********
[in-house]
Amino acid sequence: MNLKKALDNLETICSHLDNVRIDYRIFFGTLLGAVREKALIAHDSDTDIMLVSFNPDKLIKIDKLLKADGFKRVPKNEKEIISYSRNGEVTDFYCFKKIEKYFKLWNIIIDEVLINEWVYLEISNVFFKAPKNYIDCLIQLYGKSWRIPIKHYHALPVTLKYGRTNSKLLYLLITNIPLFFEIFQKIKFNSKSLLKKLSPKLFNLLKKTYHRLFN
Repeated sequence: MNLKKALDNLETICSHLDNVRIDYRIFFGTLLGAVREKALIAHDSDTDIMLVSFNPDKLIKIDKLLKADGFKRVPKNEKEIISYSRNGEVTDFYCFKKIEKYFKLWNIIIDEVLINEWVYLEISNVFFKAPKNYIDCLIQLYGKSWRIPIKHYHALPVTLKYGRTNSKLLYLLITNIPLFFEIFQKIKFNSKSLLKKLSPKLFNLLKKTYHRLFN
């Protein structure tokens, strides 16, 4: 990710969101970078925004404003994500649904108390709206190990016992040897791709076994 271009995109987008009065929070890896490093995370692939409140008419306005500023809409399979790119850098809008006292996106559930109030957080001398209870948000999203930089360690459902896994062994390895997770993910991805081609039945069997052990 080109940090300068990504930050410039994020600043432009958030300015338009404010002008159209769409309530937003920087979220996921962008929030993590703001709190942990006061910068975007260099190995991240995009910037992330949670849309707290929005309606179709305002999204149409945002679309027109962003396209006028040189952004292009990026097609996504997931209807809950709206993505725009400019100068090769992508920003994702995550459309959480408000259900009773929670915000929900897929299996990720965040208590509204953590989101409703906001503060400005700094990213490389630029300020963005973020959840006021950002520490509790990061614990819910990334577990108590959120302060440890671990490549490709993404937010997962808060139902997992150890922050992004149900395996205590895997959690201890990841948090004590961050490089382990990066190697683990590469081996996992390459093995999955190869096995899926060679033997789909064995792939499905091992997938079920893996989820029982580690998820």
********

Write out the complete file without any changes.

[in-house]
Amino acid sequence: MNLKKALDNLETICSHLDNVRIDYRIFFGTLLGAVREKALIAHDSDTDIMLVSFNPDKLIKIDKLLKADGFKRVPKNEKEIISYSRNGEVTDFYCFKKIEKYFKLWNIIIDEVLINEWVYLEISNVFFKAPKNYIDCLIQLYGKSWRIPIKHYHALPVTLKYGRTNSKLLYLLITNIPLFFEIFQKIKFNSKSLLKKLSPKLFNLLKKTYHRLFN
Repeated sequence: MNLKKALDNLETICSHLDNVRIDYRIFFGTLLGAVREKALIAHDSDTDIMLVSFNPDKLIKIDKLLKADGFKRVPKNEKEIISYSRNGEVTDFYCFKKIEKYFKLWNIIIDEVLINEWVYLEISNVFFKAPKNYIDCLIQLYGKSWRIPIKHYHALPVTLKYGRTNSKLLYLLITNIPLFFEIFQKIKFNSKSLLKKLSPKLFNLLKKTYHRLFN
């Protein structure tokens, strides 16, 4: 990710969101970078925004404003994500649904108390709206190990016992040897791709076994 271009995109987008009065929070890896490093995370692939409140008419306005500023809409399979790119850098809008006292996106559930109030957080001398209870948000999203930089360690459902896994062994390895997770993910991805081609039945069997052990 080109940090300068990504930050410039994020600043432009958030300015338009404010002008159209769409309530937003920087979220996921962008929030993590703001709190942990006061910068975007260099190995991240995009910037992330949670849309707290929005309606179709305002999204149409945002679309027109962003396209006028040189952004292009990026097609996504997931209807809950709206993505725009400019100068090769992508920003994702995550459309959480408000259900009773929670915000929900897929299996990720965040208590509204953590989101409703906001503060400005700094990213490389630029300020963005973020959840006021950002520490509790990061614990819910990334577990108590959120302060440890671990490549490709993404937010997962808060139902997992150890922050992004149900395996205590895997959690201890990841948090004590961050490089382990990066190697683990590469081996996992390459093995999955190869096995899926060679033997789909064995792939499905091992997938079920893996989820029982580690998820």